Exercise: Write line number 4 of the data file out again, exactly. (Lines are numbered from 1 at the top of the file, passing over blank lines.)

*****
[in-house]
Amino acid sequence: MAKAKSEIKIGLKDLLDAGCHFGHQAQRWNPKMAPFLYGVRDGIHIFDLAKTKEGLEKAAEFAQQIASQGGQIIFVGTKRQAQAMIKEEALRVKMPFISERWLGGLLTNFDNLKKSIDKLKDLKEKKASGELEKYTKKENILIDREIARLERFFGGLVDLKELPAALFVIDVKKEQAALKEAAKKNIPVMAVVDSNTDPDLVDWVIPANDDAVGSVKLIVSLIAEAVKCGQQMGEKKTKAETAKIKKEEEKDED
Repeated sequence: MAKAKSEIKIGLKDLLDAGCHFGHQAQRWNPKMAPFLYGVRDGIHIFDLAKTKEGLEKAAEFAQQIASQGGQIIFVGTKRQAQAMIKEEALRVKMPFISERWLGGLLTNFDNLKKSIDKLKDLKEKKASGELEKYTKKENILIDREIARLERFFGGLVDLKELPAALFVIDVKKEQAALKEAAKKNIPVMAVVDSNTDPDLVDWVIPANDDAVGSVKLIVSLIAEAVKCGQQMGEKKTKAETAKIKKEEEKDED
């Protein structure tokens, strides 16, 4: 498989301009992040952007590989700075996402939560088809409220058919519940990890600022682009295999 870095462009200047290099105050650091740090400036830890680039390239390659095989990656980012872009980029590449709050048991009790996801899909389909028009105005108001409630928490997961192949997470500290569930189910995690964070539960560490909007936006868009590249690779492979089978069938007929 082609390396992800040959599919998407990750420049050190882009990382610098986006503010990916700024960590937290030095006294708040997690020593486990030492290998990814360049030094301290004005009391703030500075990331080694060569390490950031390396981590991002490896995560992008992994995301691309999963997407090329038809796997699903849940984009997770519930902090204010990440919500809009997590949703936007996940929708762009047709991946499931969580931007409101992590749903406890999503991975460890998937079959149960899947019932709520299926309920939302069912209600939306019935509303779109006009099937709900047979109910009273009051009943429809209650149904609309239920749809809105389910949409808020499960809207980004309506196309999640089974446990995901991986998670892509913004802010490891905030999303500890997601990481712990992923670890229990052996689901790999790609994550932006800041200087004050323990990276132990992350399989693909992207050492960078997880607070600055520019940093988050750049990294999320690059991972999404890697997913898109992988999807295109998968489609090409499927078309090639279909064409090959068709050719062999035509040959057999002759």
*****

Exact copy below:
């Protein structure tokens, strides 16, 4: 498989301009992040952007590989700075996402939560088809409220058919519940990890600022682009295999 870095462009200047290099105050650091740090400036830890680039390239390659095989990656980012872009980029590449709050048991009790996801899909389909028009105005108001409630928490997961192949997470500290569930189910995690964070539960560490909007936006868009590249690779492979089978069938007929 082609390396992800040959599919998407990750420049050190882009990382610098986006503010990916700024960590937290030095006294708040997690020593486990030492290998990814360049030094301290004005009391703030500075990331080694060569390490950031390396981590991002490896995560992008992994995301691309999963997407090329038809796997699903849940984009997770519930902090204010990440919500809009997590949703936007996940929708762009047709991946499931969580931007409101992590749903406890999503991975460890998937079959149960899947019932709520299926309920939302069912209600939306019935509303779109006009099937709900047979109910009273009051009943429809209650149904609309239920749809809105389910949409808020499960809207980004309506196309999640089974446990995901991986998670892509913004802010490891905030999303500890997601990481712990992923670890229990052996689901790999790609994550932006800041200087004050323990990276132990992350399989693909992207050492960078997880607070600055520019940093988050750049990294999320690059991972999404890697997913898109992988999807295109998968489609090409499927078309090639279909064409090959068709050719062999035509040959057999002759």